Again. Sinners do not like the conduct of Christians, as it is, nor would they be satisfied if it were different. When Christians are very much engaged in religion, have a great many meetings, and make great efforts to save souls of men, the hearts of sinners are very much disturbed. They call them enthusiasts, and hypocrites, and think they had much better attend to their worldly business, lest their families should come upon the town. They do not thank them for their impertinence in visiting from house to house, and intruding their religion upon all their neighbours; and if Christians are opposed to balls and parties, and all kinds of sinful amusements; then they say they are morose and sour, and misanthropic; are opposed to all the sympathies and courtesies of life; and that they want to render every body else, as morose and sour and unhappy as themselves--that they had better be engaged in something else, than in muttering their prayers, running to meeting, and exhorting their neighbours to repent, as if nobody had any religion but themselves. But, if, on the other hand, Christians say but little about religion, attend meeting but seldom, except on the Sabbath; engage as deeply in business as worldly men, and appear to enjoy parties of pleasure, and time-killing amusements; now they say, these professors of religion are all hypocrites; what do they more than others? They care nothing about the souls of their neighbours. They neither warn nor exhort them; nor live as if they believed there was a heaven or a hell. If these are Christians, I want no such religion as this. So that if Christians live right or wrong, sinners are not satisfied. Of if there is a mixture of good and evil in their lives, they are no better pleased. If sometimes Christians are awake, and at other times asleep; if sometimes they do their duty, and at other times neglect it, sinners say, that their inconsistency is a great stumbling-block; that they don't like this periodical religion, that is one day all zeal, and the next all coldness and death. The truth is, if they are engaged, the sinner's heart is disturbed; and if they are cold, his conscience gives sentence against them. If they are neither cold nor hot, in just as far as they are warm, their hearts oppose; and in as far as they are cool, their consciences condemn, and who can please them?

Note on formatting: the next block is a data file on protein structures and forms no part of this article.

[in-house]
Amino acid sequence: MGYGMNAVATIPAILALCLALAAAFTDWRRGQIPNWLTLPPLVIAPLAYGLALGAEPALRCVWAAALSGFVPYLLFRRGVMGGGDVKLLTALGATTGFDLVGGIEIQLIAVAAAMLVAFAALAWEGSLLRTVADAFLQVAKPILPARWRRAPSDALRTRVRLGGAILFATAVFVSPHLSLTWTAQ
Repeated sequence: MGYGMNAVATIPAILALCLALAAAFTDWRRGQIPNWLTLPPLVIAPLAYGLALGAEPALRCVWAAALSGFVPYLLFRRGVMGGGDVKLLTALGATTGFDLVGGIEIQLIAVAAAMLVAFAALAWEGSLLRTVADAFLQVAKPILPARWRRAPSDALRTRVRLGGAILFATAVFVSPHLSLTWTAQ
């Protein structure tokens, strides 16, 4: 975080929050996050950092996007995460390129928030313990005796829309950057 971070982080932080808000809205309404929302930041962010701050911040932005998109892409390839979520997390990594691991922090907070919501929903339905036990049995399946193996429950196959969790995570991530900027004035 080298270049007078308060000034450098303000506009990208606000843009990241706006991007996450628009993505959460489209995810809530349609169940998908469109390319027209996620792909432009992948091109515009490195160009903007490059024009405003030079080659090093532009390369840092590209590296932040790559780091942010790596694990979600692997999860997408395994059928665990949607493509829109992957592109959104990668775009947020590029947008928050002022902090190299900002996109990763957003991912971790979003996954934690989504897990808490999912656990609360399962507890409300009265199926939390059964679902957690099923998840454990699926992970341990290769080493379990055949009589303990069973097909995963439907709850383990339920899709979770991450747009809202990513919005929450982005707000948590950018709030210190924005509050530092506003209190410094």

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Robert Wurtz II

 2005/2/24 12:05Profile
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 Re:

God Cannot Please Sinners (Part 13)
Charles G. Finney

Again. Sinners are displeased if the church exercise discipline, and turn out unworthy members; and they are also displeased if they do not do it. If a church suffer disorderly and wicked persons in their communion, their consciences are opposed to this. They say these church members are all hypocrites, to sanction such conduct as this. What! have fellowship with such persons? The church can never prosper while they retain in their communion such hypocrites. By having fellowship with them, they show that they approve their deeds. But if on the other hand, the church rise up and excommunicate these offending members, then their hearts are disturbed. They maintain that the church are persecuting some of its best members. They think that the proceedings of the church are very uncharitable to deal thus with persons who, for aught they can see, are as good as any persons in the church. Cases of this kind have occurred, where the excommunicated members have been advised, by the ungodly, to prosecute the church for slander. The truth is, that while sinners continue to be so inconsistent with themselves, nothing upon the subject of religion can please them. What is right offends their hearts; and what is wrong offends their consciences.